By Josh Boyd
During the fall of the year, many man-made reservoirs undergo a significant annual transformation. These lakes experience a substantial reduction in water level, well below their normal holding capacity, in preparation for the winter months to come.
This yearly occurrence has a way of creating hardship for numerous anglers, as many of the honey holes that were flocked to during the prior spring, summer, and early fall, are now left high and dry. While some anglers store their tackle away for the season, and take to the woods in search of adventure of another type, those that remain steadfast must change their strategies in a bid to accommodate the falling water level.
The following are several key tips to keep in mind when attempting to find success on the water during this trying time of year.
Chasing Bass in Falling Waters
Perhaps the most affected by seasonal drawdowns are bass anglers. Bass relate heavily to structure, especially in murky or stained water. When a reservoir’s water level suddenly begins to drop, bass are forced to abandon the cover to which they have been holding.
At the same time, baitfish are also forced from their prior locations, leaving them to school elsewhere. Both of these events play off of one another and ultimately influence the location of bass during the annual drawdown.
How bass react to falling water varies from lake to lake. On lakes where the water is not lowered excessively, bass will typically remain in many of the same areas where they were located during the late summer, and during the first few weeks of fall. In these cases, bass are often found in bays, holding in water that is shallower than what most anglers would think.
On the contrary, bass generally pull back to deeper points and breaks when a lake’s water level is dropped quickly, and to a greater extent. In many cases, fish will be found holding to cover near deeper humps, which lie along various points.
When in doubt, the movements of schooling baitfish can be followed to pinpoint the location of actively feeding bass. The use of a crankbait can be productive during this time of the year, as it mimics the movements of baitfish, and allows an angler to cover a significant amount of water in a given day.
Slab Hunting During the Drawdown
Many die-hard crappie anglers consider the fall of the year to be among the best times to catch sizable fish in numbers. However, one must first locate crappie on a given body of water before results of any kind can be expected.
During periods of low water, cover for crappie becomes scarce, and many of the brush piles and stake beds that have been submerged by anglers sit exposed along the bank. In turn, crappie are typically forced to forsake many of the creeks that they have clung to during the early fall, instead focusing their attention on bluffs and drop-offs to deeper water.
Many of these fish will be found suspended along these steeper points, waiting for a reservoir’s water level to eventually stabilize. Occasionally, crappie can also be found away from a lake’s main body, holding in coves of substantial size, where steeper banks are present. Upon reaching such locations, crappie will await the passage of schooling baitfish, especially minnows.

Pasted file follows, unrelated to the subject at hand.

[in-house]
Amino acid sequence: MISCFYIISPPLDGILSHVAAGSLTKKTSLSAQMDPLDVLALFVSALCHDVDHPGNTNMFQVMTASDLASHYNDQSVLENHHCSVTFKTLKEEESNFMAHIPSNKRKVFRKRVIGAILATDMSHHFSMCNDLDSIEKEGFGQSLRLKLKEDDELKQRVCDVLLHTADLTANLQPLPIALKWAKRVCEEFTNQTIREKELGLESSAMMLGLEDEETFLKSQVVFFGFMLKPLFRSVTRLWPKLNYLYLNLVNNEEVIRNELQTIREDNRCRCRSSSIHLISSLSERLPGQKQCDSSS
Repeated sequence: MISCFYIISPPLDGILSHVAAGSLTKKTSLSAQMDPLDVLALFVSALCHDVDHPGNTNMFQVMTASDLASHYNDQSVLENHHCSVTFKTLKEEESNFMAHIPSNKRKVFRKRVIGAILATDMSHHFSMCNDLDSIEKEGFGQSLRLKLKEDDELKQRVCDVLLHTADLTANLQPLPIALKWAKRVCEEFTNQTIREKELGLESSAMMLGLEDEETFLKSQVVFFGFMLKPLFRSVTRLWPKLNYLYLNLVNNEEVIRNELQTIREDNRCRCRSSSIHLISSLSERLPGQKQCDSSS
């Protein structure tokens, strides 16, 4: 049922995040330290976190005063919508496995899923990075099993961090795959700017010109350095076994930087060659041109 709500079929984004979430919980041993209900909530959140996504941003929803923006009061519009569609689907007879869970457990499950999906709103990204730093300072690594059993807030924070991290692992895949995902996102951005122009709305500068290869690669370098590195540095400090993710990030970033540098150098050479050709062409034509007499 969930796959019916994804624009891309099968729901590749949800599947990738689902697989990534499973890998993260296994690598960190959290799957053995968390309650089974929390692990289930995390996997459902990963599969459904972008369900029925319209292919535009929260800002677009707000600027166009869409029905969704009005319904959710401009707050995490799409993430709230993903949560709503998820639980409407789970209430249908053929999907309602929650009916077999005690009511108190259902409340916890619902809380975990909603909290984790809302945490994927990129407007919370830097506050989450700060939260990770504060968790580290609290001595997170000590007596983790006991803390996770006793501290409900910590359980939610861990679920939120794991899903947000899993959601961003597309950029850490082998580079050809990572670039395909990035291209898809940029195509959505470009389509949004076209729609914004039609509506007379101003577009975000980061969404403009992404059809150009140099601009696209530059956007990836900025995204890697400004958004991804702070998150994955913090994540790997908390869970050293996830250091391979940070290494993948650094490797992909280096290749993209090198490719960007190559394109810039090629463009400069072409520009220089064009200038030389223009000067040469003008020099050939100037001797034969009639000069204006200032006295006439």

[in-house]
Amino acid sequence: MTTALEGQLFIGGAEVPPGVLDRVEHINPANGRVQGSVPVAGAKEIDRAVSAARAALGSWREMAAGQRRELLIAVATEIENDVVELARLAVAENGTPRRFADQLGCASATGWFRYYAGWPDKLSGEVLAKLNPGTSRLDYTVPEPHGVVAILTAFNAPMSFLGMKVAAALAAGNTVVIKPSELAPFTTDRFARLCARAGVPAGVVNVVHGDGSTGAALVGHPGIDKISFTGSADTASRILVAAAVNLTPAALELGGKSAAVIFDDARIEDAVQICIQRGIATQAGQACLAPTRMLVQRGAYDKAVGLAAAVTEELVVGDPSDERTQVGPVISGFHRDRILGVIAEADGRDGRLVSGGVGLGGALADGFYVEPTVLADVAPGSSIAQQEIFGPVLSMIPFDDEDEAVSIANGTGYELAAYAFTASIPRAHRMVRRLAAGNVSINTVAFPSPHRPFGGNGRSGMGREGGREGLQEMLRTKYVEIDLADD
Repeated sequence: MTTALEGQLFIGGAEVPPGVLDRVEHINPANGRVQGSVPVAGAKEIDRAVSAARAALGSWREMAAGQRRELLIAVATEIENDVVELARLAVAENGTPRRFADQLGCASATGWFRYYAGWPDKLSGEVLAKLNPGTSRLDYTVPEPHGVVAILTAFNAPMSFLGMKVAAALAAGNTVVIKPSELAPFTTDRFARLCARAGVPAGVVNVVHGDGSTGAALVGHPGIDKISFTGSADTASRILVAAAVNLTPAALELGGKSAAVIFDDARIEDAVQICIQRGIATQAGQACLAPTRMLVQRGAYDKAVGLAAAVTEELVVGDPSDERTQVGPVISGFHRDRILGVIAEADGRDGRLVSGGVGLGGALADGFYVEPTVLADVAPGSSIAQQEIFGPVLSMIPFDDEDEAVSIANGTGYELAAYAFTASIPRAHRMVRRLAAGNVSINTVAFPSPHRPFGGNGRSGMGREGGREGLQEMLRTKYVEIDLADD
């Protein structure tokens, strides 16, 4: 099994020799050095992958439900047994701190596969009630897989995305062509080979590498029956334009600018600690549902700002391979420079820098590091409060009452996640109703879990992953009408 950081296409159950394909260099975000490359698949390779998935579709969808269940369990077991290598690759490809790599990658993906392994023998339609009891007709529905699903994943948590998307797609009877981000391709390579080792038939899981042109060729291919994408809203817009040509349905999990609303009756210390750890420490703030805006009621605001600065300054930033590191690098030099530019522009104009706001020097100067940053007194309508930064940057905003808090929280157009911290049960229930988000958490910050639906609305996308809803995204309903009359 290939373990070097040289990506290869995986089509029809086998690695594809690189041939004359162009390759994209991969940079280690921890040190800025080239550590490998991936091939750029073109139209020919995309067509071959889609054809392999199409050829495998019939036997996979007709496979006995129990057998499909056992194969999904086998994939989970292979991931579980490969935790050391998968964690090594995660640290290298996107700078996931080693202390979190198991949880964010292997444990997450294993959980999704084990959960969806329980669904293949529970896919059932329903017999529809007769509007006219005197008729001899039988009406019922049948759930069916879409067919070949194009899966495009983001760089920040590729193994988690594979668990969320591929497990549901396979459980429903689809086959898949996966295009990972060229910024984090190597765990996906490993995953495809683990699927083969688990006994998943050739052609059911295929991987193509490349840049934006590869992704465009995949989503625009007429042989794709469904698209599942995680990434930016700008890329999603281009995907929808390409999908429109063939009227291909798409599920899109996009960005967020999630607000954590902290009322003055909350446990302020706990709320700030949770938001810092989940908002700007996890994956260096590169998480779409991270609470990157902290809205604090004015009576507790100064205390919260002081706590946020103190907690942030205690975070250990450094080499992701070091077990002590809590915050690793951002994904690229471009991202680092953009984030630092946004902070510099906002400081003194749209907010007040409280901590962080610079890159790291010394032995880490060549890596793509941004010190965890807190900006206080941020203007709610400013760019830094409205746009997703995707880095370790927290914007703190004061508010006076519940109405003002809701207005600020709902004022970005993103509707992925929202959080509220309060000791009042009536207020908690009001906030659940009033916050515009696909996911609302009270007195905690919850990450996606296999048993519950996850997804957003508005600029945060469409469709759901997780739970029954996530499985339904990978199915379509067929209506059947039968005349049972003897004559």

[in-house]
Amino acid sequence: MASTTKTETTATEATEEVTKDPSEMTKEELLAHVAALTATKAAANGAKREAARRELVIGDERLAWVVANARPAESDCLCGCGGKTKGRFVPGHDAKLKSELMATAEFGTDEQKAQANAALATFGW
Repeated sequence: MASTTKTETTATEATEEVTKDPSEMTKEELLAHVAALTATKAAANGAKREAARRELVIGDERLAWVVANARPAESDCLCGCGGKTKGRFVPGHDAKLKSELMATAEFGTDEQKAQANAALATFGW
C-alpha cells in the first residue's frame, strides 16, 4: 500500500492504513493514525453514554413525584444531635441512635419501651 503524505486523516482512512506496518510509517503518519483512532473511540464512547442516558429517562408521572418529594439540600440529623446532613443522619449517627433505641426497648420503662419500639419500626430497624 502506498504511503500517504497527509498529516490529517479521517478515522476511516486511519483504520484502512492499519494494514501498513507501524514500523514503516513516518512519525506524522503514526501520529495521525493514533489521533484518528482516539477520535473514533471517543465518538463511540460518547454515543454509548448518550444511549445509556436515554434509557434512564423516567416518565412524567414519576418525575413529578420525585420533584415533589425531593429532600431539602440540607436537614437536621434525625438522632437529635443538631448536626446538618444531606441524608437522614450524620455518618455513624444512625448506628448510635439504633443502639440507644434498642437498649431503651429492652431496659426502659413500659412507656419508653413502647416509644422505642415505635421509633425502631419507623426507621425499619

If cover is known to exist along any number of a lake’s drop-offs or ledges, an angler can drop a jig vertically through the water column, anticipating a bite from structure-oriented crappie when the correct depth is reached. Alternatively, many crappie anglers choose to throw small crankbaits, working one drop-off after the next, while searching for schools of actively feeding fish.
Catching Low Water Cats
During the fall of the year, catfish begin to migrate from the shallows, into deeper water flats. While this migration does not happen all at once, falling water levels do play a role in this annual pattern shift, and eventually, limit shallow water foraging.
Any flat that lies adjacent to a lake’s main channel can be an excellent starting point when searching for catfish of every type during the fall drawdown. These spots often hold a significant number of baitfish, who have also been forced from the shallows. Additionally, these flats allow catfish to escape to deep water with no hesitation.
One popular method of fishing for catfish during the fall of the year is to slowly troll, or wind drift, bait along deeper water flats. Alternatively, bank fishing can be conducted in areas within close proximity to the main lake channel.
As is the case during any time of the year, catfish can be caught in the fall on a variety of baits. Cut bait, live bluegill, nightcrawlers, and crawfish all tend to be favorite meals of catfish on most any body of water.
Finding Success Among Less Than Ideal Circumstances
The annual fall drawdown often leaves anglers scratching their heads. However, those who adapt and overcome are often rewarded with some of the best fishing action they have experienced all year. By remaining flexible in your approach, and following fish to their new, low water stomping grounds, you will be poised to fill your boat, despite what many would refer to as less than ideal circumstances.